When it comes to shopping, it is considered that you are less rational than a monkey.
Humans have a tendency to think more expensive items are better, even in studies when prices are secretly arbitrary. But a new Yale University study finds that monkeys don’t fall for the same trick.
Researchers trained seven monkeys to purchase treats with tokens in a laboratory “marketplace.” The animals learned that a blue treat costs three tokens, while an orange treat costs only one. Then the researchers let them choose a treat for free.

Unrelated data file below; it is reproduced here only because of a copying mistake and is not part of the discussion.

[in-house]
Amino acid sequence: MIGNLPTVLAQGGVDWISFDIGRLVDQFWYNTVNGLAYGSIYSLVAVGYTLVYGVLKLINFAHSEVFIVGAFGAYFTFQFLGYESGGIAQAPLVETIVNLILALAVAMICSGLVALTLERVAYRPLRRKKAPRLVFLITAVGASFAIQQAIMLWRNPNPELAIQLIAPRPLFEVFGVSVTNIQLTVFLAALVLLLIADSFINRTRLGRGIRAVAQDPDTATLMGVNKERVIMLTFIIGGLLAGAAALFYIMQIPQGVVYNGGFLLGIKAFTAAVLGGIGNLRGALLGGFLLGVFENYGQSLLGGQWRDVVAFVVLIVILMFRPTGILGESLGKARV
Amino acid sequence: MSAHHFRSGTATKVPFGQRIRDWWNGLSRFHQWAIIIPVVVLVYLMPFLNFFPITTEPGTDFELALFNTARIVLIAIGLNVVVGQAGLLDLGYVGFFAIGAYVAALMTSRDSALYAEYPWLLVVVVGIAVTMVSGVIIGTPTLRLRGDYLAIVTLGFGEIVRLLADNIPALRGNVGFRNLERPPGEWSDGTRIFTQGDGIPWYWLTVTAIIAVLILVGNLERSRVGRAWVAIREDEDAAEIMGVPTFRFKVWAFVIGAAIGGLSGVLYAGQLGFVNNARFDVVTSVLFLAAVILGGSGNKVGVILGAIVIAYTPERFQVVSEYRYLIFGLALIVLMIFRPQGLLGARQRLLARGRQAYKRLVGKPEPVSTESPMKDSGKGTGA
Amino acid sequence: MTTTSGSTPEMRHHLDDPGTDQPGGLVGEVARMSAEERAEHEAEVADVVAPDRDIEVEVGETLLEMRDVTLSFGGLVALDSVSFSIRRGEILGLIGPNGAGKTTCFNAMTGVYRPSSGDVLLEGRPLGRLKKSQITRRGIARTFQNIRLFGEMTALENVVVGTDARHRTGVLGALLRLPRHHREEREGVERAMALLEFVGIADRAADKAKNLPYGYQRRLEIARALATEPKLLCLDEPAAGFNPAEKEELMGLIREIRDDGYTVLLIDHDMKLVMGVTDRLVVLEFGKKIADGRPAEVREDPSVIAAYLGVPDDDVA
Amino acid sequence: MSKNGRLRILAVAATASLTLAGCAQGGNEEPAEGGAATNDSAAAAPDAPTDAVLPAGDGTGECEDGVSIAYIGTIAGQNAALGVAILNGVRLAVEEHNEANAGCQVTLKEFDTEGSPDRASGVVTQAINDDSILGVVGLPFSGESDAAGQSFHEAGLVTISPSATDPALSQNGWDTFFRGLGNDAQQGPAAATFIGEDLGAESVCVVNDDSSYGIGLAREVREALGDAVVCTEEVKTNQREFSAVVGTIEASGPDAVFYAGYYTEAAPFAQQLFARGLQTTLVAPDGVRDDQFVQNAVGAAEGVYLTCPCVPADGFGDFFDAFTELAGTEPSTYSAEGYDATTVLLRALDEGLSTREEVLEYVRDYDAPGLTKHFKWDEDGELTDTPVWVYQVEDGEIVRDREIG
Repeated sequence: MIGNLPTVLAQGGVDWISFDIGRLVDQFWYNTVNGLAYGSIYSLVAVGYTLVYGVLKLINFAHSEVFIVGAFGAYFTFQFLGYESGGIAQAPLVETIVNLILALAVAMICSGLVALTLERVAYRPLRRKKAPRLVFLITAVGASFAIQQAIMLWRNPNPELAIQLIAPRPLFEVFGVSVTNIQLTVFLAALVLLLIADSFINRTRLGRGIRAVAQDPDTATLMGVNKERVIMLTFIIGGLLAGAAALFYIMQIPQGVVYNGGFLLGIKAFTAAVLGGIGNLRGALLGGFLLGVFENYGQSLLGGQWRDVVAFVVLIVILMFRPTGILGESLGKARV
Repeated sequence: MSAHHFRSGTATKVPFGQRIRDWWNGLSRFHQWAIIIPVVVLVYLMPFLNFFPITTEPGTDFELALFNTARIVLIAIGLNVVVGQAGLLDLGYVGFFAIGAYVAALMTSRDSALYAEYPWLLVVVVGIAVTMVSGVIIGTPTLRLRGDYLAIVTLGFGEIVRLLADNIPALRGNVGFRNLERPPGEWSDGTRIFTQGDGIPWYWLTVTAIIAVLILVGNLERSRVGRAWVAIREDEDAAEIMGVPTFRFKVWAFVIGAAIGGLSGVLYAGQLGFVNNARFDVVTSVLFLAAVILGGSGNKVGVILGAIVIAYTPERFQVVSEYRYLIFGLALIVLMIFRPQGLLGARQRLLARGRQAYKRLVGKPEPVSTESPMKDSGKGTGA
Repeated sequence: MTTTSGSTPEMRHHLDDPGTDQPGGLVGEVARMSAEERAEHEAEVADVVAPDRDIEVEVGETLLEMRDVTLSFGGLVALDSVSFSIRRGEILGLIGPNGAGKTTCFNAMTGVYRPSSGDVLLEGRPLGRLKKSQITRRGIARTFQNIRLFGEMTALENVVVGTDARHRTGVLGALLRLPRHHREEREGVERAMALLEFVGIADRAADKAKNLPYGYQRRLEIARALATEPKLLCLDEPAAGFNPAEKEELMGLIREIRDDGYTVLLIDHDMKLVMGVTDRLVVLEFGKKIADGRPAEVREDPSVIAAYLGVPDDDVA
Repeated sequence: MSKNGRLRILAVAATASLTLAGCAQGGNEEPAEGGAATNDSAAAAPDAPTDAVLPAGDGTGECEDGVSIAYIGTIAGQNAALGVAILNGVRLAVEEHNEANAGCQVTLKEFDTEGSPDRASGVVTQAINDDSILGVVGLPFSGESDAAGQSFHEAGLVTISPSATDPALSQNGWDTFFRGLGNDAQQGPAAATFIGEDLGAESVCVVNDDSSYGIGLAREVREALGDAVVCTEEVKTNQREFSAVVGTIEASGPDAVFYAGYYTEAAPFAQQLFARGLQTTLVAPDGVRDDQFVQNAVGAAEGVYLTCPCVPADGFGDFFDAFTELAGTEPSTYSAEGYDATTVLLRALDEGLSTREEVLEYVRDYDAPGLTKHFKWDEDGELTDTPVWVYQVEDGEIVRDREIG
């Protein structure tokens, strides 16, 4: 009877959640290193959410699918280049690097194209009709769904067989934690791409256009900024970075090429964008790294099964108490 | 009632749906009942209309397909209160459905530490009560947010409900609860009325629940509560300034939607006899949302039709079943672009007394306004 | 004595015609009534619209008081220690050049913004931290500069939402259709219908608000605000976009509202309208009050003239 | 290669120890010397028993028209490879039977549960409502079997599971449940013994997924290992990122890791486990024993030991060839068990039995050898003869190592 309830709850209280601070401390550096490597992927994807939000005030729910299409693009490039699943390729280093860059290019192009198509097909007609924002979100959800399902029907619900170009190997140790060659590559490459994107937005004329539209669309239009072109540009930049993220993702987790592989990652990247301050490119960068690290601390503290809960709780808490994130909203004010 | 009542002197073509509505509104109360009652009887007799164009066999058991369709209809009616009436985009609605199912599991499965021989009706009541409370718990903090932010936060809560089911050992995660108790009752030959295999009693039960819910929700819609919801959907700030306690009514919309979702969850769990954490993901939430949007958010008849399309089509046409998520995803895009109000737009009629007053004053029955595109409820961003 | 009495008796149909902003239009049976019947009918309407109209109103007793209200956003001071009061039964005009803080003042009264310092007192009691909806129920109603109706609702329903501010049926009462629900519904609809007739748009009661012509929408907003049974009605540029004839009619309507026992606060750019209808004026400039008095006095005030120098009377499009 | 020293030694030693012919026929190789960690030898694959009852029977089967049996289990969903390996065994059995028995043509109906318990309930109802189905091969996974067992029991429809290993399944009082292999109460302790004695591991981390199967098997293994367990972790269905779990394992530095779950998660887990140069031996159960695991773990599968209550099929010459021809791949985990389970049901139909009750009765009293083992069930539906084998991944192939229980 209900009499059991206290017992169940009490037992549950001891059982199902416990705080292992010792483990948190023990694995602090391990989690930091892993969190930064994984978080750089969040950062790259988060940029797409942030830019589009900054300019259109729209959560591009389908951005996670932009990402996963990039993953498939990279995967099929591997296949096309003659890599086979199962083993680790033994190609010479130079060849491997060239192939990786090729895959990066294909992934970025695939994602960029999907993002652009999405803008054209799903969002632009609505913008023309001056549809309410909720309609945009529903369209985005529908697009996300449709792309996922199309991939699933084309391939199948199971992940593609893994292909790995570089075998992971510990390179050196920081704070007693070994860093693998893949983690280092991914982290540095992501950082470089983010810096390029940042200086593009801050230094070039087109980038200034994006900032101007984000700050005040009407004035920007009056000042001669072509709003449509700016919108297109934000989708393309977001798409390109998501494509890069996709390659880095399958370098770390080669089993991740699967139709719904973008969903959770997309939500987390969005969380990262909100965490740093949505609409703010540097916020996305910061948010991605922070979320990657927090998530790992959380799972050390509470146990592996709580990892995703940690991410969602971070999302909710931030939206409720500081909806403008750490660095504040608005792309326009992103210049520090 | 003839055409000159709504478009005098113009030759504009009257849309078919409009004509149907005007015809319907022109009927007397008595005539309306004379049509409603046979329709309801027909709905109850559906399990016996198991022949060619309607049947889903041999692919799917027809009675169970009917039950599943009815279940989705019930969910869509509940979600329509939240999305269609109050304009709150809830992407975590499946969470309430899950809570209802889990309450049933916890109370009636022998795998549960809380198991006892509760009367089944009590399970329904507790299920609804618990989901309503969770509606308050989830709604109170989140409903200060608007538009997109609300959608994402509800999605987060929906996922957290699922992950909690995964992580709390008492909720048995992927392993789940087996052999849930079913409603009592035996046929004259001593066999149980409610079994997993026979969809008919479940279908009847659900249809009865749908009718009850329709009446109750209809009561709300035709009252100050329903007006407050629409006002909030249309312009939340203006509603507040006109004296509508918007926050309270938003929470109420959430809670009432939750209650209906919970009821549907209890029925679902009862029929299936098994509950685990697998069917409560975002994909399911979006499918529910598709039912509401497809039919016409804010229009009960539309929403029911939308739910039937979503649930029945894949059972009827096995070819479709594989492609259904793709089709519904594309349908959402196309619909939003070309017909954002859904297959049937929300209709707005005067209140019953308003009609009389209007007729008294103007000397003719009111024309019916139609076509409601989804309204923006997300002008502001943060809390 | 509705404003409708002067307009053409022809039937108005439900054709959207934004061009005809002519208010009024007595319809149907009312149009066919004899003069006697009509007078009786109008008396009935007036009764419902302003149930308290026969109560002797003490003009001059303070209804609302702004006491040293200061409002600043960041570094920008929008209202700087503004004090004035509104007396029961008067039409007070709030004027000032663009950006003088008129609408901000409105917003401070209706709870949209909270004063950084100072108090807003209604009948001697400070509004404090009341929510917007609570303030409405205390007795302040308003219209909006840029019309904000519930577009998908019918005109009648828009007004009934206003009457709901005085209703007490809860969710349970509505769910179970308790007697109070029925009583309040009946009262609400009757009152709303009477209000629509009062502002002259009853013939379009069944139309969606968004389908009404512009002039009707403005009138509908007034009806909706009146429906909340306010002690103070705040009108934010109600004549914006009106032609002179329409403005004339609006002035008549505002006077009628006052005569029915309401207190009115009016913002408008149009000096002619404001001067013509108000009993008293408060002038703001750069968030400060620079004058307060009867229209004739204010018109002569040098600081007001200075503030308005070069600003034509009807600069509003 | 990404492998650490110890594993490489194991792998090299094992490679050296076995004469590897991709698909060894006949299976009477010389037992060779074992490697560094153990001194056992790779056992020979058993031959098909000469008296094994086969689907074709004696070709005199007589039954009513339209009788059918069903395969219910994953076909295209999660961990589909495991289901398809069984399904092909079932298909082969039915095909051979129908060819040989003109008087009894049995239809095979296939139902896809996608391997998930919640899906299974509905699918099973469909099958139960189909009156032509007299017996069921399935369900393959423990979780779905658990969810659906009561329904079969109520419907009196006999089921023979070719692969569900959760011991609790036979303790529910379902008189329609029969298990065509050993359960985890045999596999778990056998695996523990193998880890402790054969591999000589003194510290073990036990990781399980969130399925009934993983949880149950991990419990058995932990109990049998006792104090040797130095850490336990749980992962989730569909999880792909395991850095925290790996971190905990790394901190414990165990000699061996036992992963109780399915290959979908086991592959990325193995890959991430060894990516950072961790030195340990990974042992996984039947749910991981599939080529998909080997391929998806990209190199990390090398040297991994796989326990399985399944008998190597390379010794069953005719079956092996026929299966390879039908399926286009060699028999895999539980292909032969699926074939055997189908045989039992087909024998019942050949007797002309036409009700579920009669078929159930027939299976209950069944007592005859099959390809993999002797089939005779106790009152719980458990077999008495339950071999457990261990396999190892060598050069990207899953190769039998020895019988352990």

If the monkeys had the same bias as humans, they would have gone for the blue treat. (Think about it: If you had your choice between a free $10 bottle of wine and a free $50 bottle of wine, which would you pick?) But they didn’t: Instead, they chose the treat that they actually preferred in the first place.
So why do humans confuse price with quality? Study author Laurie Santos suspects that a big price tag makes us think otherpeople like a certain item—and we want to conform. Monkeys, on the other hand, aren’t as susceptible to that peer pressure, she says.
Don’t want to throw your money away on costly crap that’s no better than the stuff in the bargain bin? Try a product—and decide how you feel about it—before checking the price tag, Santos suggests.